SC agrees to examine plea on 'wrong' questions in UPSC preliminary exam

The Supreme Court on Thursday agreed to examine a plea which has alleged that two questions in the 2017 preliminary examination of the prestigious Union Public Service Commission (UPSC) were 'wrong'.

PTI July 27, 2017 18:53:07 IST
SC agrees to examine plea on 'wrong' questions in UPSC preliminary exam

New Delhi: The Supreme Court on Thursday agreed to examine a plea which has alleged that two questions in the 2017 preliminary examination of the prestigious Union Public Service Commission (UPSC) were "wrong".

SC agrees to examine plea on wrong questions in UPSC preliminary exam

Representational image. AFP 

A three-judge bench, headed by Justice Dipak Misra, asked the petitioner, who was arguing the matter in-person, to serve a copy of the plea to the Centre's counsel and fixed it for hearing on 1 August.

However, when the petitioner asked the bench, also comprising Justices Amitava Roy and AM Khanwilkar, as to what will happen if the results of the UPSC prelims exam, 2017 is declared by 1 August, the court said, "Do you think we will stay the result? We will see what is to be done".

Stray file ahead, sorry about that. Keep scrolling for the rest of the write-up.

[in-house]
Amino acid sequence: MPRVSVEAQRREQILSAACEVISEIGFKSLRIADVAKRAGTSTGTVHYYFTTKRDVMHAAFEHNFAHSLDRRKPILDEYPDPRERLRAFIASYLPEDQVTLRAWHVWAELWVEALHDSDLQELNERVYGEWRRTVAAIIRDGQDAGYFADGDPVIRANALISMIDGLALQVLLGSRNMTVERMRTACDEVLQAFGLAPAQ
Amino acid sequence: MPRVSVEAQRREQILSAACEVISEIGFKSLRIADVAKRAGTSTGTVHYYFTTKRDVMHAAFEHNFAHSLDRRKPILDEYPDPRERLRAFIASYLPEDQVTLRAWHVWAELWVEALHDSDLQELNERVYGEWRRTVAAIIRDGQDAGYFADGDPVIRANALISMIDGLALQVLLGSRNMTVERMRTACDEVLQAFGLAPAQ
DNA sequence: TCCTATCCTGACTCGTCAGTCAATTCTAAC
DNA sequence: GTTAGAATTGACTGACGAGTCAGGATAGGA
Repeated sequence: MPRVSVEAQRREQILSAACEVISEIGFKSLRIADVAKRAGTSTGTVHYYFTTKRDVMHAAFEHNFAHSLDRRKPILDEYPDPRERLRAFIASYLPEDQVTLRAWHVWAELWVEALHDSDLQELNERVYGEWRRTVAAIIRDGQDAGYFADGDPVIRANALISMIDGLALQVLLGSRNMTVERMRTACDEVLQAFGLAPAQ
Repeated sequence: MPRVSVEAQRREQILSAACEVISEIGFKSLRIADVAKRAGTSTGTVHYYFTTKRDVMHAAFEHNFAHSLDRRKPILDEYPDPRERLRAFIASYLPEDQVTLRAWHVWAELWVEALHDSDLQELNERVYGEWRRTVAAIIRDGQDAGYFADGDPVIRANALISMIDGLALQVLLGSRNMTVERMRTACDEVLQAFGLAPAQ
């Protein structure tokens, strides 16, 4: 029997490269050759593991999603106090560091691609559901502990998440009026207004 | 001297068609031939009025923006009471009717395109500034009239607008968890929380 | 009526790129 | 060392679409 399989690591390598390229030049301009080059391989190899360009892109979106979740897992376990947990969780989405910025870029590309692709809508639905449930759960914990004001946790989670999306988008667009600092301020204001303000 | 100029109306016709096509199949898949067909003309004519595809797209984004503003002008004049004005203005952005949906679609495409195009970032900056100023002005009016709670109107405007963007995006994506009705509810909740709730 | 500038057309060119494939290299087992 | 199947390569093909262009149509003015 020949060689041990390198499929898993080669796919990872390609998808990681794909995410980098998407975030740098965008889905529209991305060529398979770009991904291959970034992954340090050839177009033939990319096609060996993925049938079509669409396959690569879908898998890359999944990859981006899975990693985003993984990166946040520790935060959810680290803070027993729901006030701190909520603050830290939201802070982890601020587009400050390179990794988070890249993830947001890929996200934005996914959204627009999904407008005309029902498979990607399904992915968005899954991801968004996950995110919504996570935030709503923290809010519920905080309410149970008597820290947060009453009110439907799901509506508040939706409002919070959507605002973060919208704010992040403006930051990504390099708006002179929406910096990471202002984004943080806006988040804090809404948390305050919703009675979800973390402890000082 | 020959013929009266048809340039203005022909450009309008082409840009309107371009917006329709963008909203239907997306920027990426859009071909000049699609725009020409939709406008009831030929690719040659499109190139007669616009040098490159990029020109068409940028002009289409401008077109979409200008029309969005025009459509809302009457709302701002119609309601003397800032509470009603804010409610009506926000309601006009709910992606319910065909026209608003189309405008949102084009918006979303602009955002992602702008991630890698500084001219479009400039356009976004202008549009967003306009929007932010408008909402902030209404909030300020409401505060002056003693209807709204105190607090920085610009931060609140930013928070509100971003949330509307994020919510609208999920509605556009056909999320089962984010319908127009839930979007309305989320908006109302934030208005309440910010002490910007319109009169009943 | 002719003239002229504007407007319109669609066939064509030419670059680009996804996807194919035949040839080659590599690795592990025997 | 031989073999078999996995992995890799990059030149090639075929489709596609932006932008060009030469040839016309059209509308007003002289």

UPSC aspirant Ashita Chawla, who has filed the petition, claimed before the apex court that a "couple of questions" in the UPSC preliminary examination were "wrong".

"There are rules for determining whether the questions are wrong? The result is yet to be declared. It (result) will come out any day," she told the bench.

The bench observed that her plea cannot be treated as a public interest litigation (PIL) as she had only put forth her grievance in the personal capacity.

The UPSC had conducted the civil service preliminary exam 2017 on 18 June. The preliminary examination consisted of two papers having objective type questions and they carried a maximum of 400 marks.

The petitioner has claimed that this year's preliminary examination paper had questions with multiple answers and many of them could have been answered on the subjective interpretation of the examinees.

She has also referred to earlier judgements of the apex court which had said that a question has two or more corrects answers should be considered as incorrect.

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